This question is related to the development of The Joint Giving Theorem (by S. Kolm).

There are two types of agents: benevolent and beneficiaries.

Benevolents' preferences are represented by utilities: $u^i=u^i(x_i,x,c_i,g_i,c_{-i},g_{-i})$

Where $x_i=X_i-g_i-t_i$ is final wealth, $X_i$ initial wealth, $g_i$ some private gift made to the poor, $t_i$ is the transfer to the public sector (who then gives it to the poor). $x$ is the final wealth of the beneficiaries. $c_i=g_i+t_i$ is total contribution of agent $i$. Subscripts $~_{-i}$ denote variables of other benevolents.

Beneficiary's preferences are represented by an increasing ordinal utility function $u=u(x)$.

The assumptions are (subscripts mean derivatives): $u^i_{x_i}>0,u^i_{x}\geq 0, u^i_{c_i}\geq 0, u^i_{g_i}\geq u^i_{c_j} \leq 0$

The theorem then says (I quote):

Pareto efficiency for this society of potential givers and receivers implies that there exist coefficients $\lambda_i >0$ such that $U=\sum \lambda_j u^j +u$ is maximal (without loss of generality). Public policy chooses taxes $t_i$. When it implements a Pareto efficient social state, this choice maximizes such a function $U$. This implies, for tax $t_i$ :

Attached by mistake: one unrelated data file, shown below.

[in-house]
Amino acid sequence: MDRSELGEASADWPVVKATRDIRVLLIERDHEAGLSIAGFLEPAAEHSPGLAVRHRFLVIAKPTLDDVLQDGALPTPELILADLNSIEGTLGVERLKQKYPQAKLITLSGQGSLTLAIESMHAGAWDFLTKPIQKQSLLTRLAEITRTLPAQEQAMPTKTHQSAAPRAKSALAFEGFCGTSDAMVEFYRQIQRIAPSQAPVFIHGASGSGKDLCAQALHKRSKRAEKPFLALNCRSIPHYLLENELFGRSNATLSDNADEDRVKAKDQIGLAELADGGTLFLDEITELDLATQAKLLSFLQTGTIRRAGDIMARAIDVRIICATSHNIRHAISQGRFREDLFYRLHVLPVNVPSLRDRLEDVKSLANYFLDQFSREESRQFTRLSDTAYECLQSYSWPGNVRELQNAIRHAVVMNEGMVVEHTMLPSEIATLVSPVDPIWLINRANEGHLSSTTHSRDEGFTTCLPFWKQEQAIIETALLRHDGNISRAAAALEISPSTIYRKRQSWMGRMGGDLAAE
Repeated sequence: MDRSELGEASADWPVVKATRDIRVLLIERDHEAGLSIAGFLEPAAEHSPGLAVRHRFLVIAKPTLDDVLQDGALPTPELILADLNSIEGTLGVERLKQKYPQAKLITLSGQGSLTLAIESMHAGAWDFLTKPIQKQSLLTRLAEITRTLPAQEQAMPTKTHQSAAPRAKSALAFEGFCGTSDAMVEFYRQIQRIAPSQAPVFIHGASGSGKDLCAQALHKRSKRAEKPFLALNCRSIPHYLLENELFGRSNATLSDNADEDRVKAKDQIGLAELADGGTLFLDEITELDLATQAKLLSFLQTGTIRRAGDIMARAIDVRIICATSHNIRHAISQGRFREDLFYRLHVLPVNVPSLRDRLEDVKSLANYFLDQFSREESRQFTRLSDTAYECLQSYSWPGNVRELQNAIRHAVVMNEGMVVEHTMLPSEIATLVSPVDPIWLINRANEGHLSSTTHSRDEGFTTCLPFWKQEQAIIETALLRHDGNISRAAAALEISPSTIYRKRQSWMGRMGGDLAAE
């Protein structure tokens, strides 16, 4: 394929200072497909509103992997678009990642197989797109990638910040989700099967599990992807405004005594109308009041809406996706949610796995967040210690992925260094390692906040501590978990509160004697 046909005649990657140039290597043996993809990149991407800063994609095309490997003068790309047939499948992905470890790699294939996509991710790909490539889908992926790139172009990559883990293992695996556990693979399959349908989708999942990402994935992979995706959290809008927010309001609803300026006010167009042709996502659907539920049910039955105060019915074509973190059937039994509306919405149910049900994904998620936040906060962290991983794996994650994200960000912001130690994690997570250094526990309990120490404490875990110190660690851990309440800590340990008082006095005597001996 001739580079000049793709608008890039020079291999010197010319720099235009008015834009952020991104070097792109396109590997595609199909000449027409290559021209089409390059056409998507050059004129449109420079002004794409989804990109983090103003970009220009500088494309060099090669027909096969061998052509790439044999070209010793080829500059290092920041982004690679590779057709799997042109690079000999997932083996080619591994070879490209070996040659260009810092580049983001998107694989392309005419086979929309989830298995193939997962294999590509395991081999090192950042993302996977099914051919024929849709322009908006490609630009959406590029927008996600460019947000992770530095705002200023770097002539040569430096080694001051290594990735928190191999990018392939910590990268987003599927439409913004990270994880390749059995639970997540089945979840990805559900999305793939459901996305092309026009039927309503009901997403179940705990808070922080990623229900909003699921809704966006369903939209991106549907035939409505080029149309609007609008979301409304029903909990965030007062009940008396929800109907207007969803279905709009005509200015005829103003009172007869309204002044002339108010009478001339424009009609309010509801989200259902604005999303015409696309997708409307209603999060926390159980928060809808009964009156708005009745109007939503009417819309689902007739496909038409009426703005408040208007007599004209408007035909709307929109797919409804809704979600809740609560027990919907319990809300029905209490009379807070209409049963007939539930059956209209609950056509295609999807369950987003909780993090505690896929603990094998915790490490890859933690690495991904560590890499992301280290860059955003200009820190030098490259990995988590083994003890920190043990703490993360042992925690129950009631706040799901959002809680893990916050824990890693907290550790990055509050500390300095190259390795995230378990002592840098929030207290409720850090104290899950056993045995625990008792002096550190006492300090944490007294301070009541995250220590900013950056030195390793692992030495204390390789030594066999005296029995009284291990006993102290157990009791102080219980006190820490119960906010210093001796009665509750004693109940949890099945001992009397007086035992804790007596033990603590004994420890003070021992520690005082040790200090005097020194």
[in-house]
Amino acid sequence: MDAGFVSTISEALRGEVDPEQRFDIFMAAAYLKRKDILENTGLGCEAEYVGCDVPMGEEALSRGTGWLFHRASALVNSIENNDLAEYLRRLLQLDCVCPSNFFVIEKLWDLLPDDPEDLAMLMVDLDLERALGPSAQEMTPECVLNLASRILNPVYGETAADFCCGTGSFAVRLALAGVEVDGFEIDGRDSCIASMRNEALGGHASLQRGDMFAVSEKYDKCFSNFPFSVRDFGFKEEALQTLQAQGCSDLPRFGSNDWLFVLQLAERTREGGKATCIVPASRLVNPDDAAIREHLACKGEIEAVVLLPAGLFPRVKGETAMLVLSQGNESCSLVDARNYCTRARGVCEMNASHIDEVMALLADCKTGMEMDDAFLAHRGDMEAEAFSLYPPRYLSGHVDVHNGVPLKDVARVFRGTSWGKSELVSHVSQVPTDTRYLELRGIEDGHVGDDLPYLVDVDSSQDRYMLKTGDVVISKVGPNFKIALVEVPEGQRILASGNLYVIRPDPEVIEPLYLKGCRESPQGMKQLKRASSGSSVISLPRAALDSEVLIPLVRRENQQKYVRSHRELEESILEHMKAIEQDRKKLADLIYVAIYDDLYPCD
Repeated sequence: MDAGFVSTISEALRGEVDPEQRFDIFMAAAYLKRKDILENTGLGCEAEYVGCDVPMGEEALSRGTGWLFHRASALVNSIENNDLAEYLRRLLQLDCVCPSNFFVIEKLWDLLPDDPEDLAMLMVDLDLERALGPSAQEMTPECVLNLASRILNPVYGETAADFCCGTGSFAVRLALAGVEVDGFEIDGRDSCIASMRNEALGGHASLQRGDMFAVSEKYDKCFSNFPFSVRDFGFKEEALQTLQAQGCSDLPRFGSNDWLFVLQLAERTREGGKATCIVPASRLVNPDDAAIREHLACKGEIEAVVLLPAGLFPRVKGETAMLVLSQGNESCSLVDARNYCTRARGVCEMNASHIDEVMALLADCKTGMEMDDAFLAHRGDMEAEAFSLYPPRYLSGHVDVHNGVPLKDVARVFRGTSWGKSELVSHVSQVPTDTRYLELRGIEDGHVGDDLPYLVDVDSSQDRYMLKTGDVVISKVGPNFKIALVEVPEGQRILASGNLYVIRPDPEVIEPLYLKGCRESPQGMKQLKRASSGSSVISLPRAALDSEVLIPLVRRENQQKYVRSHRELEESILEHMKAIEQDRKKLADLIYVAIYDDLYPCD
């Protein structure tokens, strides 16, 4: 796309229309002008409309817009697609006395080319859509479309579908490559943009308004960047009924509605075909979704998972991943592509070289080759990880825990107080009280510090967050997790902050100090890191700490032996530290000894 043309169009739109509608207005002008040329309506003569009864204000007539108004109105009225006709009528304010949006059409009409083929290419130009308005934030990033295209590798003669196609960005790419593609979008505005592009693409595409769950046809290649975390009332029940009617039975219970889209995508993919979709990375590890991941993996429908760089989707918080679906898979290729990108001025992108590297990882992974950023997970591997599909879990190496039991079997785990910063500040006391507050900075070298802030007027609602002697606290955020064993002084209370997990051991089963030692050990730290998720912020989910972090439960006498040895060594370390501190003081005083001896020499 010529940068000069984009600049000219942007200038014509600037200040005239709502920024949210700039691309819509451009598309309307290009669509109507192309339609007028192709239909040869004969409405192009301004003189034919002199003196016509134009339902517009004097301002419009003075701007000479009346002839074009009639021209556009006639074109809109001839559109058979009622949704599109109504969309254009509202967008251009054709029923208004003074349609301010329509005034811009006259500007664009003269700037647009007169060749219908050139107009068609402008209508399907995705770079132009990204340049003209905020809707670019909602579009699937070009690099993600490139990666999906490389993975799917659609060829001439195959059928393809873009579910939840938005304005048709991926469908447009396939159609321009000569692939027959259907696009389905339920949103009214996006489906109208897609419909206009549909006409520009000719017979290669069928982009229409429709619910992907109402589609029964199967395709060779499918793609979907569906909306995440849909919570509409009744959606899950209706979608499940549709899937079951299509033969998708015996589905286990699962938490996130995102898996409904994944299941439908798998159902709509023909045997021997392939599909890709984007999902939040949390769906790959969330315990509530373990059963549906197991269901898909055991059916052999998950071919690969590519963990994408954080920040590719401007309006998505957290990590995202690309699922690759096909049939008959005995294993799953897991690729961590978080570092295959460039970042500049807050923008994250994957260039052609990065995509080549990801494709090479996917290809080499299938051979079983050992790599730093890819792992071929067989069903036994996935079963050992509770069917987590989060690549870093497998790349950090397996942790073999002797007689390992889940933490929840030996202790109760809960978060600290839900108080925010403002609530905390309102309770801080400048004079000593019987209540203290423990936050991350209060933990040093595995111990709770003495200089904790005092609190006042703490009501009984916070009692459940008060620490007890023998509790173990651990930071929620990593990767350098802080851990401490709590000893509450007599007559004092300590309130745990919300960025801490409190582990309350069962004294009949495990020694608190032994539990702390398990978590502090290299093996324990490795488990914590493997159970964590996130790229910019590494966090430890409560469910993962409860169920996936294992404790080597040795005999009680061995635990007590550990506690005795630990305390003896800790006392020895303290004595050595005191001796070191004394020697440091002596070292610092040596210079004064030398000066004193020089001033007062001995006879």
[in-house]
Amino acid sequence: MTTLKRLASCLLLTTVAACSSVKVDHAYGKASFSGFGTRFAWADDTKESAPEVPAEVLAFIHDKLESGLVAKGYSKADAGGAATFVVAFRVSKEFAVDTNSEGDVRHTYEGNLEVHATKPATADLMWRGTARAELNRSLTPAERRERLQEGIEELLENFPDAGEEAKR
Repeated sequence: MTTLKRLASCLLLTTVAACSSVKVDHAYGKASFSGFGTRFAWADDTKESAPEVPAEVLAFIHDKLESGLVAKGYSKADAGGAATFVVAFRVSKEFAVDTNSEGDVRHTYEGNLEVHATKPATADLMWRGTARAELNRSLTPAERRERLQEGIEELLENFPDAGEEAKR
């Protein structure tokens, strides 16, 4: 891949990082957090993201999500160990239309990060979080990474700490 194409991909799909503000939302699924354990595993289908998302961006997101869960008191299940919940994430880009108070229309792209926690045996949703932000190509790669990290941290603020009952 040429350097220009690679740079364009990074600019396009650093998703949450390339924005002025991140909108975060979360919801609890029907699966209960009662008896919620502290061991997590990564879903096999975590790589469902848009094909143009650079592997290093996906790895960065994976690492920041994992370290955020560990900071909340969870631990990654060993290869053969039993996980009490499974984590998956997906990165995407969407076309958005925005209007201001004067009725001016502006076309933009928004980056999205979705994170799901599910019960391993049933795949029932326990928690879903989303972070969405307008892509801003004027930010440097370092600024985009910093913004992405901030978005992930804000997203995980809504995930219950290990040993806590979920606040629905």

$\lambda_i \cdot (-u^i_{x_i}+u^i_{x}+u^i_{c_i})+\sum_{j\neq i} \lambda_j \cdot (u^j_{x}+u^j_{c_i})+u'\leq 0$

with $=0$ if $t_i>0$ and $\leq 0$ if $t_i=0$.

My question is: Why is the derivative of $U$ with respect to taxes $t$ non positive? More precisely, why is it non-positive if taxes are zero?


1 Answer 1


This looks like a simple first order condition from constrained optimization. If the maximum is interior, i.e. if $t_i>0$, then the first derivative must be zero. If the maximum is on the boundary, i.e. if $t_i=0$, then the first derivative must be $\leq 0$. If it were $>0$, then we can't have an optimum, because then the value of $U$ could be raised by increasing $t_i$. It can be negative, though, assuming that $t_i$ cannot be negative.


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